In 2017, the provincial legislature and Ontario judges continued to change Ontario’s employment laws. These changes resulted in higher payroll costs and a more regulated workplace. This blog briefly identifies 10 employment law developments from the past year.
1. Changes to the Employment Standards Act. Many changes were made to this law at the end of 2017 when Bill 148 received Royal Assent. Most of these changes take effect on January 1, 2018 which doesn’t give employers much time to review existing employment practices and policies. I suggest that all employers immediately do so to ensure they are complying with these changes
2. Ministry of Labour inspectors are visiting more Ontario workplaces. In the past, most inspections were the result of an employee complaint. Now the MOL is getting more proactive. For the last several years, the MOL has initiated strategic inspection blitzes. In 2017 the MOL announced it is hiring 175 additional ESA enforcement officers. This means your organization is much more likely to be inspected for compliance with Ontario’s employment laws including the many changes to the ESA that will take effect January 1, 2017.
3. Accommodating employees with mental disabilities may be the fastest growing area of human rights law. We recently devoted ⅓ of our annual employment law conference to this topic. It seems as if more and more employees are debilitated by depression and anxiety, and often an employee’s interaction with their supervisor triggers a mental disability. It is a complex area fraught with legal uncertainty. The duty to inquire about a person’s health when there are objective signs that the person may have a mental disability is one such issue.
4. Damages for employee terminations are going up. In the past, the sole issue in most wrongful dismissal cases was how much pay the employer owes the employee in lieu of the notice of termination that the employee should have received. Now employees routinely seek several kinds of additional damages. A 2017 decision considered the termination of a 44-year-old female supervisor with 9 years’ service shortly after filing a sexual harassment complaint. The trial judge awarded her 10 months pay in lieu of reasonable notice, $60,000 in moral damages because of the way she was terminated, $25,000 for the way the employer handled her human rights complaint, interest, and about $425, 000 in legal fees. The Court of Appeal increased the damage award. In another case, a trial judge awarded a terminated employee, among other damages, $100,000 for the intentional infliction of mental stress and the tort of harassment which I believe was recognized as a legal cause of action in the employment context for the first time.
5. Termination clauses in employment contracts continue to be successfully attacked. We have written several blogs on this issue. Some judges are refusing to enforce termination clauses whereas others do, so there is considerable legal uncertainty in this area. I’m hoping the Supreme Court of Canada will provide some guidance in this area. In the meantime, we suggest that employment contracts be reviewed periodically – especially termination clauses.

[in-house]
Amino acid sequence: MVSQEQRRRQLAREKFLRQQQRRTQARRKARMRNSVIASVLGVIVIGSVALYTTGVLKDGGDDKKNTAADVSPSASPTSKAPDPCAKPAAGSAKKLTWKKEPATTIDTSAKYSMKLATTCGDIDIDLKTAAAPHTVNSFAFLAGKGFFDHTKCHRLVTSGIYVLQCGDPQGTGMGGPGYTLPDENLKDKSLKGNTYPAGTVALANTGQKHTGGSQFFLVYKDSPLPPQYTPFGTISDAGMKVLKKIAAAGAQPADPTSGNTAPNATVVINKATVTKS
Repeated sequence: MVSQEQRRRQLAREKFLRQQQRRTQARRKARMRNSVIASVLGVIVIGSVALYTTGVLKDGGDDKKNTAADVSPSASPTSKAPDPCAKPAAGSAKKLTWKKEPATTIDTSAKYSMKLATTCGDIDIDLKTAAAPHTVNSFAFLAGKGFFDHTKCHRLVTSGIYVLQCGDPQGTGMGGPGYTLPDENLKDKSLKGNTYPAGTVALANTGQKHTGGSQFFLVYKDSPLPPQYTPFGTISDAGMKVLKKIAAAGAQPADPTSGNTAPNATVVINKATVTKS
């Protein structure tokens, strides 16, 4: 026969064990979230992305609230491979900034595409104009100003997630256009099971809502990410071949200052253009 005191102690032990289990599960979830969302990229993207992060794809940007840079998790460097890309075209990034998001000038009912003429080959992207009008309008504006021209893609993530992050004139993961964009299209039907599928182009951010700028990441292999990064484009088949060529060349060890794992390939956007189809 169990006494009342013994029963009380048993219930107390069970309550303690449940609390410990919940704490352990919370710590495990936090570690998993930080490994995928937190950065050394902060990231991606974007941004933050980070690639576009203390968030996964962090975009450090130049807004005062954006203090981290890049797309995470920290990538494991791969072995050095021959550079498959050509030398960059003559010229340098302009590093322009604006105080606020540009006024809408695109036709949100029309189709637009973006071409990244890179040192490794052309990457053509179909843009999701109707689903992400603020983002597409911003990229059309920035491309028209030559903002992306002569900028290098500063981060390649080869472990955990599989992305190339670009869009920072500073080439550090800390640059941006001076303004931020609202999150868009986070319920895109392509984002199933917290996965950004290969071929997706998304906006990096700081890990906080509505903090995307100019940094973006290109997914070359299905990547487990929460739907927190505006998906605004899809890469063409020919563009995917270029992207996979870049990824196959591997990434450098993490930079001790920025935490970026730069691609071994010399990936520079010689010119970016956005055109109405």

6. Changes to AODA. The Employment Standards under the Accessibility for Ontarians with Disabilities Act came into effect for all employers in 2017. Did you know this law imposes 9 new obligations on all employees, and 2 additional obligations on organizations with more than 50 employees? Also, did you know that organizations with more than 20 employees must file a report with the government by December 31, 2017?
7. Sexual harassment. The Harvey Weinstein story shone a light on this issue – again. Changes to Ontario’s health and safety law in late 2016 amended the definition of “workplace harassment” to include sexual harassment and imposed additional obligations on employers. Employees now have the right to have complaints investigated by a trained person, and be told the outcome of the investigation and whether the alleged harasser was disciplined. My guess is that many Ontario employers have not complied with these new obligations.
8. Pregnancy and parental leave extended to 18 months. The federal government and provincial government have recently amended laws to make this happen. Employees will be able to take 12 months EI benefits over an 18-month period.
9. Drug testing. The federal government plans to regulate the sale of marijuana next year and it won’t be limited to people who need it for medical purposes. Recently some judges have found that drug testing is permitted in certain circumstances. I predict that more and more employers will be implementing drug and alcohol policies in 2018.
10. Employee bonuses. Is an employee entitled to the bonus they would have earned if they had received notice of termination? This often turns on how to interpret the term “actively employed”. The Alberta Court of Appeal and Ontario Court of Appeal seem to be taking a different approach to this issue. Accordingly, it looks like the Supreme Court of Canada will have to decide this issue. In the meantime, we suggest that bonus clauses in employment contracts be reviewed.
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